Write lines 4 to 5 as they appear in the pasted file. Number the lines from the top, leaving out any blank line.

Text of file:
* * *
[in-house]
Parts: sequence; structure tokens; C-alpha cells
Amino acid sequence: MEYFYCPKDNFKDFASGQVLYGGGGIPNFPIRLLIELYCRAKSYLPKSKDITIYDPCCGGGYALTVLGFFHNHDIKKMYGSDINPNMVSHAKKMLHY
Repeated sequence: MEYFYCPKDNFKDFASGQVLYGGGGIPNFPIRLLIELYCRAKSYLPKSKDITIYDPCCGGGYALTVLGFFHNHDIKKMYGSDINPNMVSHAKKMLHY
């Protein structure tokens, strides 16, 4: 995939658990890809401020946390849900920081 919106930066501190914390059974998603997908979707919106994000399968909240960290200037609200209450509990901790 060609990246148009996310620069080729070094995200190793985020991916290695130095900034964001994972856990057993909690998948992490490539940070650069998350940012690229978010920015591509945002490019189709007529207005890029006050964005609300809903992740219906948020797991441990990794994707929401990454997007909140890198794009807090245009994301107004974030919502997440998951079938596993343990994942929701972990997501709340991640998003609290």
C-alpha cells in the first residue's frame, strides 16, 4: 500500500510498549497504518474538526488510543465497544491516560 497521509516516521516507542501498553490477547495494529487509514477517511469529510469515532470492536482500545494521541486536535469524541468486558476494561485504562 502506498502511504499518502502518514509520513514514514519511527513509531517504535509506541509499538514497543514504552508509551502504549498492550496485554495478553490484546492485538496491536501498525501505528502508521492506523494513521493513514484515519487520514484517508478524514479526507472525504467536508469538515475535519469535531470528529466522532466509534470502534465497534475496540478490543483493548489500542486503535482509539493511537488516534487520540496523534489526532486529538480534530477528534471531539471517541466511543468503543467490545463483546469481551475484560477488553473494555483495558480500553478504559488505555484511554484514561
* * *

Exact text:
Repeated sequence: MEYFYCPKDNFKDFASGQVLYGGGGIPNFPIRLLIELYCRAKSYLPKSKDITIYDPCCGGGYALTVLGFFHNHDIKKMYGSDINPNMVSHAKKMLHY
């Protein structure tokens, strides 16, 4: 995939658990890809401020946390849900920081 919106930066501190914390059974998603997908979707919106994000399968909240960290200037609200209450509990901790 060609990246148009996310620069080729070094995200190793985020991916290695130095900034964001994972856990057993909690998948992490490539940070650069998350940012690229978010920015591509945002490019189709007529207005890029006050964005609300809903992740219906948020797991441990990794994707929401990454997007909140890198794009807090245009994301107004974030919502997440998951079938596993343990994942929701972990997501709340991640998003609290």